arkansas

Arkansas State Constitution and Ordinances, 1874

Preamble

We, the people of the State of Arkansas, grateful to Almighty God for the privilege of choosing our own form of Government; for our civil and religious liberty; and desiring to perpetuate its blessings and secure the same to ourselves and our posterity, do ordain and establish this Constitution.

Article I.

Boundaries

We do declare and establish, ratify, and confirm the following as the permanent boundaries of the State of Arkansas, that is to say: Beginning at the middle of the main channel of the Mississippi river on the parallel of thirty six degrees of north latitude, running thence west with said parallel of latitude to the middle of the main channel of the St. Francis river; thence up the main channel of said last named river, to the parallel of thirty six degrees, thirty minutes of north latitude; thence west with the Southern boundary line of the State of Missouri to the South West corner of said last named State; thence to be bounded on the West to the North bank of Red river, as by act of Congress and treaties existing January first 1837, defining the western limits of the territory of Arkansas; and to be bounded across and south of Red river by the boundary line of the State of Texas as far as to the North West corner of the State of Louisiana; thence easterly with the northern boundary line of said last named State to the middle of the main channel of the Mississippi river; thence up the middle of the main channel of said last named river, including an island in said river known as “Belle Point Island,” and all other land originally surveyed and included as a part of the Territory or State of Arkansas to the thirty sixth degree of north latitude, the place of beginning.

Seat Of Government

The seat of government of the state of Arkansas shall be and remain at Little Rock, where it is now established.

Article II.

Declaration Of Rights

Section I. All political power is inherent in the people, and government is instituted for their protection, security and benefit; and they have the right to alter, reform or abolish the same, in such manner as they may think proper:

Sec. 2. All men are created equally free and independent, and have certain inherent and inalienable rights; amongst which are those of enjoying and defending life and liberty, of acquiring, possessing and protecting property and reputation, and of pursuing their own happiness. To secure these rights governments are instituted among men, deriving their just powers from the consent of the governed.

Sec. 3. The equality of all persons before the law, is recognized and shall ever remain inviolate; nor shall any citizen ever be deprived of any right, privilege or immunity, nor exempted from any burden or duty, on account of race color or previous condition.

Sec. 4. The right of the people peaceably to assemble to consult for the common good; and to petition, by address or remonstrance, the government, or any department thereof, shall never be abridged.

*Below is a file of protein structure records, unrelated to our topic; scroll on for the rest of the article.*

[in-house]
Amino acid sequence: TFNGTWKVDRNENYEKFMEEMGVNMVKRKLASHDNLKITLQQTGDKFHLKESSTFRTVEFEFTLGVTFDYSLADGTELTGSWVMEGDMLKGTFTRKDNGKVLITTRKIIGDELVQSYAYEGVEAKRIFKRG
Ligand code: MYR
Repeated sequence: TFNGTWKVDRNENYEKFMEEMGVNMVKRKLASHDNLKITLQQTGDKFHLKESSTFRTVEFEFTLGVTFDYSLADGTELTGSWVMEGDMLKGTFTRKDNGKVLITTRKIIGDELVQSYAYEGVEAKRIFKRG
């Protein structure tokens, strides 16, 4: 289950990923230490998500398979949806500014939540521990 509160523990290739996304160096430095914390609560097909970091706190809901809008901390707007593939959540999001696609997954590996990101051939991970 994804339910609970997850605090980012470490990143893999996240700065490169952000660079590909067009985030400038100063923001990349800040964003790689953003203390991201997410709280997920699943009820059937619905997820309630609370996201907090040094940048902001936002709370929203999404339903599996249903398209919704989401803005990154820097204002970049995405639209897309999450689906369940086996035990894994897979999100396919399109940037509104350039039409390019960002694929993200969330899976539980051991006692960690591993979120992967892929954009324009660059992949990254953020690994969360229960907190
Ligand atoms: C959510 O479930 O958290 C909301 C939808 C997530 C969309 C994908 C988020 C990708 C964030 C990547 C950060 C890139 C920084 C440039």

Sec. 5. The citizens of this State shall have the right to keep and bear arms for their common defense.

Sec.6. The liberty of the press shall forever remain inviolate. The free communication of thoughts and opinions is one of the invaluable rights of man; and all persons may freely write and publish their sentiments on all subjects, being responsible for the abuse of such right. In all criminal prosecutions for libel, the truth may be given in evidence to the jury; and if it shall appear to the jury that the matter charged as libelous is true, and was published with good motives and for justifiable ends, the party charged shall be acquitted.

Sec. 7. The right of trial by jury shall remain inviolate and shall extend to all cases at law, without regard to the amount in controversy; but a jury trial may be waived by the parties in all cases, in the manner prescribed by law.

Sec. 8. No person shall be held to answer a criminal charge unless on the presentment or indictment of a grand jury, except in cases of impeachment or cases such as the General Assembly shall make cognizable by justices of the peace, and courts of similar jurisdiction; or cases arising in the army and navy of the United States; or in the Militia when in actual service in time of war or public danger; and no person, for the same offense, shall be twice put in jeoperdy of life or liberty; but if, in any criminal prosecution, the jury be divided in opinion, the court before which the trial shall be had, may, in its discretion, discharge the jury, and commit or bail the accused for trial, at the same or the next term of said Court; nor shall any person be compelled, in any criminal case, to be a witness against himself, nor be deprived of life, liberty or property, without due process of law. All persons shall, before conviction, be bailable by sufficient sureties, except for capital offenses, when the proof is evident or the presumption great.